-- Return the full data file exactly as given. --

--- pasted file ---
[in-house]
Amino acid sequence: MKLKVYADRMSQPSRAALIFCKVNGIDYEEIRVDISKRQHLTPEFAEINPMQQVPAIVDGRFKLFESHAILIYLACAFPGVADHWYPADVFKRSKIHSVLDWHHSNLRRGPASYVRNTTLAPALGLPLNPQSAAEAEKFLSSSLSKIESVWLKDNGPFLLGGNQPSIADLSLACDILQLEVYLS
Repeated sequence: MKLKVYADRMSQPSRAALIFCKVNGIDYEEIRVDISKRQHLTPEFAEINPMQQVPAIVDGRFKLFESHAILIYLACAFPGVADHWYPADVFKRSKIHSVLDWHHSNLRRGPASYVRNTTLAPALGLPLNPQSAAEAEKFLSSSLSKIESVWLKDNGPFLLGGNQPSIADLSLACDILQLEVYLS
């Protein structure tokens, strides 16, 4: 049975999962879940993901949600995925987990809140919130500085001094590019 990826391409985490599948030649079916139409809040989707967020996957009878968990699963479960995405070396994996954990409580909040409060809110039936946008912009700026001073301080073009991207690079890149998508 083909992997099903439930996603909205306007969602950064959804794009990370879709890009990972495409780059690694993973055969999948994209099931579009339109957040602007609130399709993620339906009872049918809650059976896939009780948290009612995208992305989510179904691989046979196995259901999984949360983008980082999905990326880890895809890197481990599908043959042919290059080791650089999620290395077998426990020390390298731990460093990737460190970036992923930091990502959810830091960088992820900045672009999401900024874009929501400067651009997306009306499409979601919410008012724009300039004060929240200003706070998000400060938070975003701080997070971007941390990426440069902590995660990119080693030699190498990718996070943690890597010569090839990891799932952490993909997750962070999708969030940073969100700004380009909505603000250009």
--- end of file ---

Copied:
[in-house]
Amino acid sequence: MKLKVYADRMSQPSRAALIFCKVNGIDYEEIRVDISKRQHLTPEFAEINPMQQVPAIVDGRFKLFESHAILIYLACAFPGVADHWYPADVFKRSKIHSVLDWHHSNLRRGPASYVRNTTLAPALGLPLNPQSAAEAEKFLSSSLSKIESVWLKDNGPFLLGGNQPSIADLSLACDILQLEVYLS
Repeated sequence: MKLKVYADRMSQPSRAALIFCKVNGIDYEEIRVDISKRQHLTPEFAEINPMQQVPAIVDGRFKLFESHAILIYLACAFPGVADHWYPADVFKRSKIHSVLDWHHSNLRRGPASYVRNTTLAPALGLPLNPQSAAEAEKFLSSSLSKIESVWLKDNGPFLLGGNQPSIADLSLACDILQLEVYLS
């Protein structure tokens, strides 16, 4: 049975999962879940993901949600995925987990809140919130500085001094590019 990826391409985490599948030649079916139409809040989707967020996957009878968990699963479960995405070396994996954990409580909040409060809110039936946008912009700026001073301080073009991207690079890149998508 083909992997099903439930996603909205306007969602950064959804794009990370879709890009990972495409780059690694993973055969999948994209099931579009339109957040602007609130399709993620339906009872049918809650059976896939009780948290009612995208992305989510179904691989046979196995259901999984949360983008980082999905990326880890895809890197481990599908043959042919290059080791650089999620290395077998426990020390390298731990460093990737460190970036992923930091990502959810830091960088992820900045672009999401900024874009929501400067651009997306009306499409979601919410008012724009300039004060929240200003706070998000400060938070975003701080997070971007941390990426440069902590995660990119080693030699190498990718996070943690890597010569090839990891799932952490993909997750962070999708969030940073969100700004380009909505603000250009």